RALEIGH, N.C. — A local graduate’s Masters of Fine Arts degree was tainted by the realization the past three years could have been spent crafting an incredible D&D campaign.
“Oh god, oh fuck I’ve wasted so much time and money on this degree and for what, to increase my prospects?” said recent graduate Alex Bales, still dressed in his graduation robes and clutching his diploma. “I didn’t enjoy even a single second of this bullshit coursework and I could have been having the time of my life building a meticulously detailed fantasy world for my friends to wreak havoc in.”
He added, “Now instead of those incredible memories all I have is a huge amount of debt and three extra letters after my name.”
Beth Simard, a fellow recent graduate, weighed in on Bales’ sudden existential crisis.
“I think Alex really made the right call furthering his education instead of spending the last three years planning and playing some stupid game,” Simard said. “I mean, sure, all the stress of his coursework gave him an ulcer, he seemed to hate defending his thesis, and any campaign that took three years to plan would have undoubtedly been so incredible that people would speak of it in awed whispers for years to come but hey, at least now he can, uh, be a teaching assistant?”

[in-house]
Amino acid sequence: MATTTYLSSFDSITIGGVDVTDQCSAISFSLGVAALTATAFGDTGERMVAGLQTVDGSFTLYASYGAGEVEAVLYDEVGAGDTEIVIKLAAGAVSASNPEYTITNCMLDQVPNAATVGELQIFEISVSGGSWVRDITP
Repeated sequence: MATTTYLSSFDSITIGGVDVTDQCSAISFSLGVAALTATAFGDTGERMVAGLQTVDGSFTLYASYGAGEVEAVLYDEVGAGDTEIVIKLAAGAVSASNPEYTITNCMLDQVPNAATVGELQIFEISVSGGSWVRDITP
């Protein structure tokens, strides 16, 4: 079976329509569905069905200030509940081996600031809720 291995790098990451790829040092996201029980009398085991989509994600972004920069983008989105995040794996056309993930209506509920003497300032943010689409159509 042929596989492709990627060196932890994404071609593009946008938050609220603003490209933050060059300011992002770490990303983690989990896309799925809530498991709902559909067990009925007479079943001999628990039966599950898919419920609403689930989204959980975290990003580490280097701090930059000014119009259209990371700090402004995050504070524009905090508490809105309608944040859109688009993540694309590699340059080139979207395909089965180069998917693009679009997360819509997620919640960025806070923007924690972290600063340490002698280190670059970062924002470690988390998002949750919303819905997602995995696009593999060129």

Dr. Erin Tippett, Bales’ academic advisor, understood her student’s plight.
“I very much feel sorry for Alex because I have been where he is before; I only got my PhD because I wanted to be able to create richer, more detailed campaigns for me and my friends,” Tippett said. “But now I’m teaching and grading stuff all the time and I don’t even have time to use this stupid degree for what I wanted to in the first place.”
She added, “I just hate to see someone going down the same path. But hey, at least writing a lesson plan is sort of like writing a really dry, boring campaign.”
At press time, Bales was hurtling farther down a depressive spiral as he met up with a friend who was now wildly wealthy thanks to the Patreon for a podcast based on a D&D campaign he spent the past three years developing.
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